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Discussion in 'Beer News & Releases' started by M-Fox24, Dec 3, 2019.
Budweiser wants to brew beer in space. This week’s SpaceX launch may bring it one step closer.
Okay, where are all the original gravity jokes?
I can't imagine how this would even remotely be a concern for a brewer. What the hell am I missing here?
They can stay in space for all I care cheers
Water is super scarce on any space craft and brewing takes a lot of water. No one is interested in brewing in space yet. Growing food in zero g could be important, but I feel like that experiment has been done before. This is just PR for bud.
They mean it’s important for brewers who brew in outer space.
Just think about the potential for alien life to find that in space as the representative of what earthlings consider beer. We are doomed I tell ya!
Well it would be pretty accurate. Mass produced light lagers are by far the most drank beer by earthlings.
Coming soon: Scientists will study how RICE responds to MICROGRAVITY.
I can't help thinking that they already have a Super Bowl "Frat Boys in Space" ad campaign in the works featuring a bunch of half-wit pseudo-comedians and a mind-numbingly stupid catch phrase. (How much can I sue them for if they steal my idea?)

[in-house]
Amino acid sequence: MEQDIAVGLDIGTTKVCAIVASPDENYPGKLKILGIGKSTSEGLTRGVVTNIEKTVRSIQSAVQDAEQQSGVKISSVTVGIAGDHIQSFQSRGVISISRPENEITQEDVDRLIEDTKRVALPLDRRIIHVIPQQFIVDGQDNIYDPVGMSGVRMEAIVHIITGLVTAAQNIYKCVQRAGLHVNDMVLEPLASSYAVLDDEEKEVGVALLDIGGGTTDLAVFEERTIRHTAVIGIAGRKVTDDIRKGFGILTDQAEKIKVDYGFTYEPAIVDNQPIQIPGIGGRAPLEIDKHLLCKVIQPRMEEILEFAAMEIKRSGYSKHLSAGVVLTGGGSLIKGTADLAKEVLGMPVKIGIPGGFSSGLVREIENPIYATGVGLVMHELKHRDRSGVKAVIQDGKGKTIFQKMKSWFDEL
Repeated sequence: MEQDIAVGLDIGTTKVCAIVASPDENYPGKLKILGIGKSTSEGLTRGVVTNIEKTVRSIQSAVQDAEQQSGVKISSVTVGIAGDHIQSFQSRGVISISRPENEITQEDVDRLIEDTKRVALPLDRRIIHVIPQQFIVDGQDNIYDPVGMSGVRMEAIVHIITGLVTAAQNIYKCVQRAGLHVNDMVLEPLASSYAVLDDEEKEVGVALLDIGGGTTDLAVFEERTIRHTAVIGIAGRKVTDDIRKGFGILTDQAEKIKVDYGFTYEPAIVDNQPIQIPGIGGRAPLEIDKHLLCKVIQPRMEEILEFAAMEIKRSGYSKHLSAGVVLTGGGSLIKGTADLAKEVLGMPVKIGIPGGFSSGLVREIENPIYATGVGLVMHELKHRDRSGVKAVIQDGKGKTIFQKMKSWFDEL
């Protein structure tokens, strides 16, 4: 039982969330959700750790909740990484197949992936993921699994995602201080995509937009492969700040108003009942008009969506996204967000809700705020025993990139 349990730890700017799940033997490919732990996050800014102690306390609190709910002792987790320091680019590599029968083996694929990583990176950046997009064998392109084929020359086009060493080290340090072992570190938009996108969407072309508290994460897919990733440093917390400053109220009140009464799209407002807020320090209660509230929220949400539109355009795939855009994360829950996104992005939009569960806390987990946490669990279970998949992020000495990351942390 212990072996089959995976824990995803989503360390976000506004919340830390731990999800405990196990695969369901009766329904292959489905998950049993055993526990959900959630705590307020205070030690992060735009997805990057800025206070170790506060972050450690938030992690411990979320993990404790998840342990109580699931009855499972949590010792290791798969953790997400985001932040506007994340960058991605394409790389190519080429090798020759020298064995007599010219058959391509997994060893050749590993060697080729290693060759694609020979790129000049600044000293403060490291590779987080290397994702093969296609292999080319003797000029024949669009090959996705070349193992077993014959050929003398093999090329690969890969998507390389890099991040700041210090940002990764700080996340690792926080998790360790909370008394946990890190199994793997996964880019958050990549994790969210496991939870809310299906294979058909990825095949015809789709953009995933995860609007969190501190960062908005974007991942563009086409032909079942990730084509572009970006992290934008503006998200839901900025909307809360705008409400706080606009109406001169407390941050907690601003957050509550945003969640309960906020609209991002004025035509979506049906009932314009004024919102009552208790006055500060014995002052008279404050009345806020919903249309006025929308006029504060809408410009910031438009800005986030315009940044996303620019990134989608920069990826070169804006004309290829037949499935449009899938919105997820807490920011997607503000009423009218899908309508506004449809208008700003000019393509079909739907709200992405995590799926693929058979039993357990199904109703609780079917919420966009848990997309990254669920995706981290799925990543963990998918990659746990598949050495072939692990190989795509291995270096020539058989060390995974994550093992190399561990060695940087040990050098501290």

The only location where their beer can't suck because there is no air pressure difference?
I'll let that one sit here for a while...
Also look for their ads accusing Miller of doing microgravity experiments on high fructose corn syrup.
I wish I'd said this. Of course, I will eventually.
You may want to register (copyright) your idea?
Space. A good place to brew it. Where nobody can hear you scream. Lol!
Fav brewery in RVA
I think I'll let it pass. I really don't want to be the answer to the question, "I wonder which moron came up with this crap?"
I bet this isn't the first beer in space though. One of the hundreds of US, Russian, or guest astronauts had to have taken one up.
I've only read aboot wine and vodka since they are not carbonated. Carbonation seems to be a problem...up there.
Not likely upon the consumption but perhaps later?
"Soda in space is a bit problematic. In micro-gravity, the light gas bubbles won't rush to the top of the liquid and escape. They will stay within the liquid. This means the astronaut will consume significantly more gas drinking a soda in space than one would drinking a soda on the ground."
Maybe some 'extra' propulsion for getting around in zero gravity!?!
Out of this world.